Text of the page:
From Wikipedia, the free encyclopedia
|28 (2006 census)|
Names for this language and/or some of its dialects include:
- Djabugay, Djabugai, Dyaabugay, Dyabugay, Tjapukai
- Tjabakai-Thandji, Tjabogaijanji; Djabungandji, Tjapunkandji
- Tjunbundji; Koko-Tjumbundji
- Kokonyungalo, Kikonjunkulu
Some words from the Djabugay language, as spelt and written by Djabugay authors include:
- Bulurru: elsewhere known as Dreaming, the source of life.
- Gurrabana: where people and everything in Djabugay society and life is divided between wet and dry, this is the wet season side.
- Gurraminya: where people and everything in Djabugay society and life is divided between wet and dry, this is the dry season side.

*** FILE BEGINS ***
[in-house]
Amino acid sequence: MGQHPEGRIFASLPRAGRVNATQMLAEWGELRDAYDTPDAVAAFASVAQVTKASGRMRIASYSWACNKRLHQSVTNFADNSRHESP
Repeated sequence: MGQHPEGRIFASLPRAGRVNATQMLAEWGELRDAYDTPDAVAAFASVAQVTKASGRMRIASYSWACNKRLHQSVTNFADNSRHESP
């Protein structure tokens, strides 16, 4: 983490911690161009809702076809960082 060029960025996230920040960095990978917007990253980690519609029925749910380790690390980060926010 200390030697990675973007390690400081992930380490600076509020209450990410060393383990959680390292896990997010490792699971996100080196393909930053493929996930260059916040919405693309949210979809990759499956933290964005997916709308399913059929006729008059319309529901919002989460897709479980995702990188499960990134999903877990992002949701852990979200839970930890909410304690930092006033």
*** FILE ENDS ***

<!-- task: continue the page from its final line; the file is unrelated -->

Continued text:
- Djabugay at the Australian Indigenous Languages Database, Australian Institute of Aboriginal and Torres Strait Islander Studies
- Dixon, R. M. W. (2002). Australian Languages: Their Nature and Development. Cambridge University Press. p. xxxii.
- Hammarström, Harald; Forkel, Robert; Haspelmath, Martin; Bank, Sebastian, eds. (2016). "Dyaabugay". Glottolog 2.7. Jena: Max Planck Institute for the Science of Human History.
- Bowern, Claire. 2011. "How Many Languages Were Spoken in Australia?", Anggarrgoon: Australian languages on the web, December 23, 2011 (corrected February 6, 2012)
- Duffin, Rhonda & Brim, Rosetta (1993?) Ngapi Garrang Bulurru-m: All Things Come from Bulurru. Kuranda, Queensland. ISBN 0-646-09380-0.
|This Australian Aboriginal languages-related article is a stub. You can help Wikipedia by expanding it.|